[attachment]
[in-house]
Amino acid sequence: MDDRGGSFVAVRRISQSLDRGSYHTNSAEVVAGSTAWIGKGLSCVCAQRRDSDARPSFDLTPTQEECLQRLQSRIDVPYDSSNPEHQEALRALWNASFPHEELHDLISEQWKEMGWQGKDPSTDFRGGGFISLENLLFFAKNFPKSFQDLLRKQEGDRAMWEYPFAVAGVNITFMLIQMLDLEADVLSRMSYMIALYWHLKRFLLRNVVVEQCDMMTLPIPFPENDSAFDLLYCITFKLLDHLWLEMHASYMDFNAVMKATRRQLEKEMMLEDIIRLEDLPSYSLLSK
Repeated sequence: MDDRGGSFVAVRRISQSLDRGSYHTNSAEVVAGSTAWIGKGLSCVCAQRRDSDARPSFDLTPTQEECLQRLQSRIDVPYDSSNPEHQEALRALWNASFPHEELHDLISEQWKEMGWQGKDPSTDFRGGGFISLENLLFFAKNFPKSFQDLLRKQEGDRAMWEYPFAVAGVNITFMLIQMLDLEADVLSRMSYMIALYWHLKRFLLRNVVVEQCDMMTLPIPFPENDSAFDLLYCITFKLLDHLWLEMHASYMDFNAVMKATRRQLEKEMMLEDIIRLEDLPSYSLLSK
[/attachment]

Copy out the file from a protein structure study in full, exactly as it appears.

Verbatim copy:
[in-house]
Amino acid sequence: MDDRGGSFVAVRRISQSLDRGSYHTNSAEVVAGSTAWIGKGLSCVCAQRRDSDARPSFDLTPTQEECLQRLQSRIDVPYDSSNPEHQEALRALWNASFPHEELHDLISEQWKEMGWQGKDPSTDFRGGGFISLENLLFFAKNFPKSFQDLLRKQEGDRAMWEYPFAVAGVNITFMLIQMLDLEADVLSRMSYMIALYWHLKRFLLRNVVVEQCDMMTLPIPFPENDSAFDLLYCITFKLLDHLWLEMHASYMDFNAVMKATRRQLEKEMMLEDIIRLEDLPSYSLLSK
Repeated sequence: MDDRGGSFVAVRRISQSLDRGSYHTNSAEVVAGSTAWIGKGLSCVCAQRRDSDARPSFDLTPTQEECLQRLQSRIDVPYDSSNPEHQEALRALWNASFPHEELHDLISEQWKEMGWQGKDPSTDFRGGGFISLENLLFFAKNFPKSFQDLLRKQEGDRAMWEYPFAVAGVNITFMLIQMLDLEADVLSRMSYMIALYWHLKRFLLRNVVVEQCDMMTLPIPFPENDSAFDLLYCITFKLLDHLWLEMHASYMDFNAVMKATRRQLEKEMMLEDIIRLEDLPSYSLLSK